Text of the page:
This Tori Amos Song Changed Halsey’s Life

Tori Amos and Halsey are very different artists, however, Halsey revealed one of Amos’ songs changed her life. Interestingly, the song impacted Halsey at a young age even though it’s not truly appropriate for younger listeners. Here’s a look at why it affected Halsey and how the world reacted to it.

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The Tori Amos song that connected with Halsey when she was a child

According to PopJustice, Halsey had surprisingly hip musical taste as a child. While lots of kids are listening to children’s music at that age, she was exposed to more adult music. Thanks to her parents, she listened to classic 1990s artists like Alanis Morisette, Tupac Shakur, and The Notorious B.I.G. while she was growing up. She also listened to Amos, and has strong memories of one of Amos’ songs in particular.

“One of the first songs that I remember really changing my life was ‘Me and a Gun’ by Tori Amos,” she said. “I remember [my mother] throwing me in the back of the car at eight or nine and her just driving and crying and playing this Tori Amos record. She never said a word, we were just driving down the highway and playing ‘Me and a Gun’. This is a song about Tori Amos getting raped, she’s at the edge of death and she’s thinking, ‘I have to get out of this because I’ve never taken a vacation to Barbados and I always said that I would’. And she’s saying isn’t it funny what you think of when you’re about to die. Of all things; I need to get out [of] this because I need to go to Barbados.”

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How Halsey connected with ‘Me and a Gun’ when she didn’t fully understand it

Halsey added “I’m like eight or nine — maybe younger — and I don’t even know that the song is about rape and obviously at the time I’ve never experienced anything like that,” she said. “All I remember is believing her and believing the realness of what she was saying.” “Me and a Gun” is an incredibly haunting song, partially because Amos sings it a capella, putting the focus entirely on her ghostly voice and the song’s dark lyrics.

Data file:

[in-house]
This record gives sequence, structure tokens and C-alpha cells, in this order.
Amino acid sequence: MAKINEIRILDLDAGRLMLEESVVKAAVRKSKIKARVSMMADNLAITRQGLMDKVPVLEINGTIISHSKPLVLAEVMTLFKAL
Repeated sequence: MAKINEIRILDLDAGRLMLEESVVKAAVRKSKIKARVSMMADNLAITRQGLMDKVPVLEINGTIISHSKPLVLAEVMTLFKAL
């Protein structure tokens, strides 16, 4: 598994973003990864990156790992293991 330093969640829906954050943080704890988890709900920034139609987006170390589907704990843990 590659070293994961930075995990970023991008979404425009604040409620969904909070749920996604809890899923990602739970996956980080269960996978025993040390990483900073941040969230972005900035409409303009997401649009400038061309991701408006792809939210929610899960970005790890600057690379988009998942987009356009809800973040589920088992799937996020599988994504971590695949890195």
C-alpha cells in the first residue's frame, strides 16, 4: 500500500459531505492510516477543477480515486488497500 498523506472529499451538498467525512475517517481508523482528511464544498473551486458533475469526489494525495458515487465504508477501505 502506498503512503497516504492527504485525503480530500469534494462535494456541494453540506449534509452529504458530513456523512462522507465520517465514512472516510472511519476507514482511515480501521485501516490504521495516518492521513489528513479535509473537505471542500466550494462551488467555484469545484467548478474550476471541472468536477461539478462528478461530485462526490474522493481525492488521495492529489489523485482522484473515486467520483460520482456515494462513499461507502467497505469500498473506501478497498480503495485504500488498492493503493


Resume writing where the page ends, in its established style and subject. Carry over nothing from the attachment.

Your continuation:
Halsey related “Me and a Gun” back to her own work, saying she is more concerned about being believable than being relatable. This makes sense, as some of her songs deal with very specific situations not everyone can relate to — like “You Should Be Sad,” where she confesses she’s glad she never had a child with her ex-boyfriend.

How Halsey thinks she would have fared during the age of 1990s female singer-songwriters

In a separate interview with Vice, Halsey cited Amos as an example of the trend of female singer-songwriters from the 1990s like Jewel, Anna Nalicik, and Celine Dion. Halsey says she would have become successful during the 1990s because of that trend. While Halsey’s music is far more syntheiszer-driven than Amos’ or Jewel’s most famous songs, it has much of the same emotional honesty.

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How the world reacted to ‘Me and a Gun’

Clearly, “Me and a Gun” mattered a lot to Halsey. Did it matter as much to the world as well? The track did not reach the Billboard Hot 100 at all. This is not surprising. After all, Amos is not the sort of singer who makes conventional top 40 music and “Me and a Gun” is an especially unconventional song because it’s performed a capella. Regardless, it had a huge impact on Halsey, who has produced a string of hits on the Billboard Hot 100 like “Closer,” “Without Me,” “Bad at Love,” and “You Should Be Sad.”

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